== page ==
Saturday, June 09, 2007

Rip offs

The image on the last post (coupled with my readings of Tim Harford's The Undercover Economist) have stimulated memories of V's most persistent moan about London life: if there is one aspect of it that she is more likely to describe as a "rip off" than any other it is the price of eating out.

Her instinct is that menu prices should somehow reflect the underlying costs of the ingredients and the wage-bill. But here in London restaurant bills instead tend to reflect two varieties of scarcity. Firstly the scarcity of location (i.e the underlying rent) and secondly the scarcity that the restauranteur himself wishes to enforce by setting prices that generate the extra value of exclusivity and deter the inherently less profitable budget-conscious class of diners.

This kind of exclusivity is likely to result in higher profits for the owner simply because the patrons that remain undeterred are likely to be the less price-sensitive sort. Once seated at their tables everyone pays the same price for their food...which is why the wine list is there, and why the wines on it are so expensive compared to their wholesale cost. It is the scaled price of alcoholic drinks that allows the even less price-sensitive of diners to self-select, thereby allowing restauranteurs to squeeze the maximum profit from their positions of scarcity by taking more money off people who are freer with their income.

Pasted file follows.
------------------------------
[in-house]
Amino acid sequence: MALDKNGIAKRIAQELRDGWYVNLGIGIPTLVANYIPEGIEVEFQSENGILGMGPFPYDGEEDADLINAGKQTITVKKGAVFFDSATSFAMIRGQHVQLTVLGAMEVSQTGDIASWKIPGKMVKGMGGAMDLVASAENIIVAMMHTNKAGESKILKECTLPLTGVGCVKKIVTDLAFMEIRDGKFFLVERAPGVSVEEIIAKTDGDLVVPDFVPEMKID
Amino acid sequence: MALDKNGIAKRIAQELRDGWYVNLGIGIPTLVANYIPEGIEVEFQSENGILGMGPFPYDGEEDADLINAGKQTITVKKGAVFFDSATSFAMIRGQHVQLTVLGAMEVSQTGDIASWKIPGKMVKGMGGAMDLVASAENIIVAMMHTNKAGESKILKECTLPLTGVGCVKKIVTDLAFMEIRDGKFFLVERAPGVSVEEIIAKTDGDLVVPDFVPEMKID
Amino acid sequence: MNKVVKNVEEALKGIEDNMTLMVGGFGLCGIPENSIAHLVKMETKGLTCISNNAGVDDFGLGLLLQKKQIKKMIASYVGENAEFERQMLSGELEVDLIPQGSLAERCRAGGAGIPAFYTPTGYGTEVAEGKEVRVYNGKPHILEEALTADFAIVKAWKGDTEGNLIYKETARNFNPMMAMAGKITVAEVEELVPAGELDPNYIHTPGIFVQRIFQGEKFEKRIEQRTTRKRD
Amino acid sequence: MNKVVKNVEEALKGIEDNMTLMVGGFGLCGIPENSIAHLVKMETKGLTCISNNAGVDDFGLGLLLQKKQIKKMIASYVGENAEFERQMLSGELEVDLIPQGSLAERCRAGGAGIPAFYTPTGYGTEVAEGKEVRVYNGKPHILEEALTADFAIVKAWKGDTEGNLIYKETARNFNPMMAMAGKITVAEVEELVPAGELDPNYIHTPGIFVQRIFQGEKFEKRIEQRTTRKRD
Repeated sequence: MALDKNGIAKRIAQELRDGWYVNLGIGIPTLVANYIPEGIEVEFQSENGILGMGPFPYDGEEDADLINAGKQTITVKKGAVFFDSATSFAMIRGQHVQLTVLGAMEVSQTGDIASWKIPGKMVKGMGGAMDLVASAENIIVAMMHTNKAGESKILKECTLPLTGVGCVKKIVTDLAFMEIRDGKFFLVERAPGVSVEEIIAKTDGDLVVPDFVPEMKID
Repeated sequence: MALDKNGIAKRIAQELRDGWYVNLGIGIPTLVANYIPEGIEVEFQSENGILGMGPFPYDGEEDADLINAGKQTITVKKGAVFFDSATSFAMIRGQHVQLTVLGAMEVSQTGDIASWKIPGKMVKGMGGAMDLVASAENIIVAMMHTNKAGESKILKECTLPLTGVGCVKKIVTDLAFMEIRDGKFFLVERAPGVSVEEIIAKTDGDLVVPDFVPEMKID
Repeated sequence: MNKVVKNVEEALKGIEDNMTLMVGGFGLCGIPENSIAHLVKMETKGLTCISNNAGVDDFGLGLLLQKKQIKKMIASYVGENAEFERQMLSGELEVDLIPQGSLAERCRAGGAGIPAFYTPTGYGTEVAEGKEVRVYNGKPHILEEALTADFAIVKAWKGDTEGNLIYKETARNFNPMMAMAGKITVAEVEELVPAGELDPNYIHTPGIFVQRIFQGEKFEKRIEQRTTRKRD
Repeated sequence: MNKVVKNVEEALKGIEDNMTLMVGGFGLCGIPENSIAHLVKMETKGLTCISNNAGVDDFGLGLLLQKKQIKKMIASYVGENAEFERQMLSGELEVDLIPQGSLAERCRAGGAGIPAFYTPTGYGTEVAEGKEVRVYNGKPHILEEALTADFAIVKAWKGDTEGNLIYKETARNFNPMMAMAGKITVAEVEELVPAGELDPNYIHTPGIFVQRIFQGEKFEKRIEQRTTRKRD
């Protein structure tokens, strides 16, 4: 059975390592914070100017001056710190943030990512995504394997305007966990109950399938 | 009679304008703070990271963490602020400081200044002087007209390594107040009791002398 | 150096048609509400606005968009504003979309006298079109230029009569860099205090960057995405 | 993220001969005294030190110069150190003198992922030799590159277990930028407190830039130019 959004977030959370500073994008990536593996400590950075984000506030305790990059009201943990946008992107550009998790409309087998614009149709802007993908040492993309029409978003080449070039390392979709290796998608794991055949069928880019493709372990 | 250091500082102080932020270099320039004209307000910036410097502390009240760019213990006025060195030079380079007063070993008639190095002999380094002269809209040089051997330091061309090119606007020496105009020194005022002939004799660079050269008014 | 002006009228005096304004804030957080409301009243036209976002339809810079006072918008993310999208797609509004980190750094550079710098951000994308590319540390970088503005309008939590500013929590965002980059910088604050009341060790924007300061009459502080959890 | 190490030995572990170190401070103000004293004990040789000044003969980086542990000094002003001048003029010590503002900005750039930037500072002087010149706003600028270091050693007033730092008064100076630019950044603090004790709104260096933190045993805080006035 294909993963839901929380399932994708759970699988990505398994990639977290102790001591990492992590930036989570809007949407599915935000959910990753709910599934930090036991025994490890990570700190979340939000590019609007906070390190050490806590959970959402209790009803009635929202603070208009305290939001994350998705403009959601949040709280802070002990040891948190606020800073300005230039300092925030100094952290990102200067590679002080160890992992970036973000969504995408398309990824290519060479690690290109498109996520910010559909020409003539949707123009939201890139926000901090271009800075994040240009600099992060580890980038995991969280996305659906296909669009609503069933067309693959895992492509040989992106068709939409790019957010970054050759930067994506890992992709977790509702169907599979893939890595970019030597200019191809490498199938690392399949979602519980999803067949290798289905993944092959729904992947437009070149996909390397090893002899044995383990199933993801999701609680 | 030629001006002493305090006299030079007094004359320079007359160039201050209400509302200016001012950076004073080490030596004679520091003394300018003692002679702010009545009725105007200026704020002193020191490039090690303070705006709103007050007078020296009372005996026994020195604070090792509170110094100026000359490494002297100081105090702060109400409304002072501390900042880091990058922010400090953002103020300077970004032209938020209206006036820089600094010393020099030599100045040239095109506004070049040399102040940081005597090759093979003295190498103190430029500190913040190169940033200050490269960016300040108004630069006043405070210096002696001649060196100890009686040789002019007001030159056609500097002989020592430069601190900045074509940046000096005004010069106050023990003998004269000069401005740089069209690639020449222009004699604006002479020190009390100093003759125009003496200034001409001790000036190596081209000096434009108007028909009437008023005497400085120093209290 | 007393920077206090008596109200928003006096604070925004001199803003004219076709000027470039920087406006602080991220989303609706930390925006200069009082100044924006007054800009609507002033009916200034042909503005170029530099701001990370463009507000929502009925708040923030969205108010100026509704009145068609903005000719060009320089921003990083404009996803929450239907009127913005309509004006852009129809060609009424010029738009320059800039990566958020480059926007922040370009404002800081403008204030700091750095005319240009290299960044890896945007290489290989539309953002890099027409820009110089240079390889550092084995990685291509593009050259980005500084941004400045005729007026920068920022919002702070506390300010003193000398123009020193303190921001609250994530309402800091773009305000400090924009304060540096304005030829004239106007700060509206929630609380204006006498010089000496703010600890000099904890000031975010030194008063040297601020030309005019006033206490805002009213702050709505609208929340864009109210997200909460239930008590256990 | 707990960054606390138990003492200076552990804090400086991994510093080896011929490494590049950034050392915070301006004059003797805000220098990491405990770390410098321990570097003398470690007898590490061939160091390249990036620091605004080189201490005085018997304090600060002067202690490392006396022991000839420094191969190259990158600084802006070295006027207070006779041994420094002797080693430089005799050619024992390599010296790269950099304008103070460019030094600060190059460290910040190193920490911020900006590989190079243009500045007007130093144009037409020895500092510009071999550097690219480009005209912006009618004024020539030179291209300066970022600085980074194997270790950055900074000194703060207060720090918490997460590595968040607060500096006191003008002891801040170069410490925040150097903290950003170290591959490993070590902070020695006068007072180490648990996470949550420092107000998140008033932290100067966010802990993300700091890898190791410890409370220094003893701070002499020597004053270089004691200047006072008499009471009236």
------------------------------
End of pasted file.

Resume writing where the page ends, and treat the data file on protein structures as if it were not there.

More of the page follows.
V will tend to regard city life staples such as the Starbucks latte as a total rip-off because she assumes that she is being asked to pay for the coffee and that the high price of even a regular cup means that the chain must be making excessive profits. (Comparing London prices to those in Guatemala will often adds to her sense of outrage!) In fact the beans themselves are a tiny part of the cost that the customer pays for.

Starbucks also charges considerably more for products that involve very small incremental cost increases for exactly the same reason that restaurants offer a wine list with a scale of prices: to allow those people who can't help but throw their money around to step forward and do their thing.

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